04 May 2010

Friedman's Immigration Argument

Cafe Hayek | Don Boudreaux | Milton Friedman, the Welfare State, and Immigration

Many of you have written to me to express the same thought – to wit: Even Milton FriedmanMilton Friedman! – said that the U.S. can’t return to the more-open immigration regime that we had until the 1920s as long as we have a welfare state.

Friedman did indeed take this position.

I just submitted my next column to the Pittsburgh Tribune-Review; it addresses this very issue. When it is published, I’ll link to it here at the Cafe. You will then be able to read, if you’re interested, (some of) my objections to Friedman’s surprisingly poorly thought-out position on this issue.
I'm looking forward to hearing what Boudreaux has to say.

I used to find Friedman's arguement quite convincing, but in recent years I have soured on it for a number of reasons.

(1) Empirically, it seems most illegal immigrants are net contributors to the economy. Legalizing their status and taxing them would be a further gain compared to leaving them in the black market.

(2) I'm quite amenable to plans to sell work permits, preferably through higher tax rates on foreign workers in residence for a set number of years. This would have the added benefit of attracting more highly skilled workers in addition to defraying the cost (if indeed there is a positive one) of opening borders.

(3) I have become increasingly convinced that the Right of Exit from a regime is fundamental.  Exiting is rather meaningless unless there is somewhere to exit to, and since there is no terra nullius right now it behooves anyone who would want to be able to exit to grant others the complementary ability to enter.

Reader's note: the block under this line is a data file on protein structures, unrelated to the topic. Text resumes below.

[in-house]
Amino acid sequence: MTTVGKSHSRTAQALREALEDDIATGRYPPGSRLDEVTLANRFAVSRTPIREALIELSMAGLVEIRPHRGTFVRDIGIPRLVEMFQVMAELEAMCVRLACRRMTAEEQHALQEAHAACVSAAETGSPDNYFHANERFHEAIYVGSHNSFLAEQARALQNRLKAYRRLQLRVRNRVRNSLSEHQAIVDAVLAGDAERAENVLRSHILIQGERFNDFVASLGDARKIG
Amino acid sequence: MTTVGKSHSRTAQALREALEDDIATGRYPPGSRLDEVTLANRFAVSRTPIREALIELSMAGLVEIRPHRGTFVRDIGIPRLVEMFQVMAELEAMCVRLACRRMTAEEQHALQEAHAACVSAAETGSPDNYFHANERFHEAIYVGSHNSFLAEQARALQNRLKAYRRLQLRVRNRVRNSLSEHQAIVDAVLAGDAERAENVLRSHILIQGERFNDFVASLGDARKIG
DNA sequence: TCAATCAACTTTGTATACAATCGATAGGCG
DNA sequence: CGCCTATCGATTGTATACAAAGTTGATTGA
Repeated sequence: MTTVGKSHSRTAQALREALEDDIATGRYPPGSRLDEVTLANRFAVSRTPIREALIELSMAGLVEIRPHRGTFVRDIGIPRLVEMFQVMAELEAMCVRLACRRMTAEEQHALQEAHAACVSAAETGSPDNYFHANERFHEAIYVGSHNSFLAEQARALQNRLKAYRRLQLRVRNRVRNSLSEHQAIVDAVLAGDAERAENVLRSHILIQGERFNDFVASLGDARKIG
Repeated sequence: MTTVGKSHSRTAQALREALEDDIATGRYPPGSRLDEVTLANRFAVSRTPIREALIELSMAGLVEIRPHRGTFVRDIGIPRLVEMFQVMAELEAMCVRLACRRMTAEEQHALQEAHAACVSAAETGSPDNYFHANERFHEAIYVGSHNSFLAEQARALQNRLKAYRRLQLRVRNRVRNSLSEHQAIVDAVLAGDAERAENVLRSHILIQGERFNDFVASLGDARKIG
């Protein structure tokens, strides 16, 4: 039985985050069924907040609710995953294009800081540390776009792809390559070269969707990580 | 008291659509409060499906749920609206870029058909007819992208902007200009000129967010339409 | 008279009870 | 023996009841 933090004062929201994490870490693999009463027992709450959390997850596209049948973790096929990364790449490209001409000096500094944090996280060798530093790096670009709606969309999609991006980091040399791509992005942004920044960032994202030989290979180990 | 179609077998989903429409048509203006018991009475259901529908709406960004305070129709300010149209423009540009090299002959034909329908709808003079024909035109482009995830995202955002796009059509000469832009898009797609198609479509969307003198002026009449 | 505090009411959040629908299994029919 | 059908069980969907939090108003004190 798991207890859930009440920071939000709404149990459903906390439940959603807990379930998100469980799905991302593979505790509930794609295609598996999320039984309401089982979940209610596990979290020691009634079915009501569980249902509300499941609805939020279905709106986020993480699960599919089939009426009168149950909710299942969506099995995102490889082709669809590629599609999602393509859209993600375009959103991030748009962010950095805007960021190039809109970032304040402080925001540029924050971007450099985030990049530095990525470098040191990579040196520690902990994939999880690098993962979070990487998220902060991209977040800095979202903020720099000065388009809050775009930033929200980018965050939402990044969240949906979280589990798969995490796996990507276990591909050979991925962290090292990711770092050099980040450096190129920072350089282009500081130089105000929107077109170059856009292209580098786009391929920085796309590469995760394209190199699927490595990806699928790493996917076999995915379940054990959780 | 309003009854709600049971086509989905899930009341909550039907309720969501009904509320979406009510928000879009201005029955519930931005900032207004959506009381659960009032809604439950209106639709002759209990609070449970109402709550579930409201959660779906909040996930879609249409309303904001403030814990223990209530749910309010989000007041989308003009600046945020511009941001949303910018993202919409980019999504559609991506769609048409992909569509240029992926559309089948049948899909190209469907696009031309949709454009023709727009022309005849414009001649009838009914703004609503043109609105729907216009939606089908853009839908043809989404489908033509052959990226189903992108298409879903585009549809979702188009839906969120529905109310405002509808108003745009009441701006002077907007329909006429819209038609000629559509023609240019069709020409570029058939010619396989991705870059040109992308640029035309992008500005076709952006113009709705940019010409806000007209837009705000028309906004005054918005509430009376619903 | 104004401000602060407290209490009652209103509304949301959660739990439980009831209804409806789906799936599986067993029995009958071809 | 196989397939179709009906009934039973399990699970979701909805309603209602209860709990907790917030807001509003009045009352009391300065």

(4) Most importantly, if there are two policies which can not co-exist from a utilitarian standpoint, and one of those policies is unambiguously moral (open borders) while the other is of debatable morality (welfare) there is no justification for perpetuating the ambiguously moral policy just because it is politically more practical.

PS A word about #4.  I say the morality of welfare is debatable because it necessarily involves taking from some people.  Maybe that's worth it, maybe the net effect is positive, maybe the people you take from don't need or deserve what you've taken, whatever.  There's still coercion and violence going on no matter how worthwhile it is or how noble of an intention it may serve.  Open immigration, on the other hand, is a lack of coercion.  If some guy with an apartment in Texas wants to rent it to a guy from Honduras, or some guy has a shrub in Phoenix and wants to hire a guy from El Salvador to trim it, I have no basis to prohibit them from doing that.

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